Post-Secure Act, Is Your Special Tax Notice Up to Date?
As part of our recent newsletter regarding the passage of the SECURE Act (here), we noted that, effective as of January 1, 2020, the age for determining the required beginning date for required minimum distributions (RMDs) increased from age 70 ½ to age 72. Additionally, plan sponsors have the discretion to permit in-service distributions for birth or adoption related expenses, subject to certain limitations.
One side effect of these changes that a plan sponsor may not have considered is that they likely require updates to their plan's special tax notice (or 402(f) notice). The special tax notice is required to be furnished to any recipient of an eligible rollover distribution and summarizes tax considerations with respect to electing whether to rollover such a distribution to an IRA or qualified retirement plan.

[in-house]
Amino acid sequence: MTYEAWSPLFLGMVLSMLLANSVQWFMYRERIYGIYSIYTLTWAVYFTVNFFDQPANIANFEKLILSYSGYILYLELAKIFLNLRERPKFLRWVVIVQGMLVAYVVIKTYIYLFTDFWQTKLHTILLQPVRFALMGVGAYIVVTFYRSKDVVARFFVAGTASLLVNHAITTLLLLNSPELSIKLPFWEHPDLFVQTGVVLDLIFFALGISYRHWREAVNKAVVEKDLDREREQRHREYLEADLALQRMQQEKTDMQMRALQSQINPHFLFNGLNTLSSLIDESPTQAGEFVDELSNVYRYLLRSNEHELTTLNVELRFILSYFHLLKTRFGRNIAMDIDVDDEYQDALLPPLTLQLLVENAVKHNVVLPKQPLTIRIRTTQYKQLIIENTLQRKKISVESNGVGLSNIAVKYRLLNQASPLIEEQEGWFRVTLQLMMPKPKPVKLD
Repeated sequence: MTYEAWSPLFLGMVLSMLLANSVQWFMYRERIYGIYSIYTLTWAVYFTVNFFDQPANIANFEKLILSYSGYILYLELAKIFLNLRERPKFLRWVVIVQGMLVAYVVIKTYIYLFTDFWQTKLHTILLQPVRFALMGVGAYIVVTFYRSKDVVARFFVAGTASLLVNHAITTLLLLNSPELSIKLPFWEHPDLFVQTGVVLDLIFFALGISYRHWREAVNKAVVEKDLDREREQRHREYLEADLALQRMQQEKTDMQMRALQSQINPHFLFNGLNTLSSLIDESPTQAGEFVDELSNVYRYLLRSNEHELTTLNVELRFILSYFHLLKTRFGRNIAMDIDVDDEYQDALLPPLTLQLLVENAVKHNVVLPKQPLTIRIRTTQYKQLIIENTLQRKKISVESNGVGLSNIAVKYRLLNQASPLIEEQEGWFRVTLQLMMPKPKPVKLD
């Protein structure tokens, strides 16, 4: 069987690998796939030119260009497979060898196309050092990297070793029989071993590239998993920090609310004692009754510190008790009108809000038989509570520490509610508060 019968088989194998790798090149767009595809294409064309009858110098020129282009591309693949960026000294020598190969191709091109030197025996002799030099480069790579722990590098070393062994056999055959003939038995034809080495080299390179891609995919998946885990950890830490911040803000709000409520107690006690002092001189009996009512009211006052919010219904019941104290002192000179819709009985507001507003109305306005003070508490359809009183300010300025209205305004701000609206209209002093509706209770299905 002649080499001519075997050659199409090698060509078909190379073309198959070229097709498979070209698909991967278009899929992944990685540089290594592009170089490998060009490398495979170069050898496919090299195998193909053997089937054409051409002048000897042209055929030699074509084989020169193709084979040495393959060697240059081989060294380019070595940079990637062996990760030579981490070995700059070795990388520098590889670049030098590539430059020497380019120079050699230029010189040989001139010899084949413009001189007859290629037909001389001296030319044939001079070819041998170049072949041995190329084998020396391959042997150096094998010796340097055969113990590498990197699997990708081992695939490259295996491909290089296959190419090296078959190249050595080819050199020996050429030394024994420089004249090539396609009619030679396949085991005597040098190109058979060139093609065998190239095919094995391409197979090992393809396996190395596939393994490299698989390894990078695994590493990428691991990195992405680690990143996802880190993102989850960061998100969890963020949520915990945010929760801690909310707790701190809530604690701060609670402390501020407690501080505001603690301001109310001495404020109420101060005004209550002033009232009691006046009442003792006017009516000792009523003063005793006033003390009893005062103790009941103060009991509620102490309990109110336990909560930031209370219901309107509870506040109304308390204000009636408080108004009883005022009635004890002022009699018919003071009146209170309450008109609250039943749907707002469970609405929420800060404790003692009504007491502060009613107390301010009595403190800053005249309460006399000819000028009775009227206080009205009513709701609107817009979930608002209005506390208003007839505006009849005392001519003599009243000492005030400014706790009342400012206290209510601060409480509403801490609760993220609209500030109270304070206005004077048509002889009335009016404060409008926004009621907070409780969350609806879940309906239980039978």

The IRS model special tax notice was last updated by Notice 2018-74, prior to the passing of the SECURE Act, and a new model notice has not yet been issued. However, a diligent plan sponsor should consider updating their notice for the following:
The model notice specifically references the RMD age of 70 ½ in a number of places. These references should be updated to reflect the increase to age 72 for those participants who attain age 70 ½ after December 31, 2019.
Additionally, the model notice lists those instances where the 10% additional tax on early distributions does not apply to a distribution that is not rolled over. As the inservice birth or adoption distribution added by the SECURE Act is not subject to the 10% excise tax, a plan sponsor may want to consider adding such distributions to this list, especially if the plan sponsor amends its qualified retirement plan to permit such distributions. Note, however, that in our experience, plan sponsors are generally waiting to add this feature to their plans until the IRS issues additional guidance on the administration of the birth or adoption distribution.
In light of these changes, plan sponsors should ask their third party administrators (or whomever prepares their plan's special tax notice) to update the special tax notice for their plan, if they have not already done so.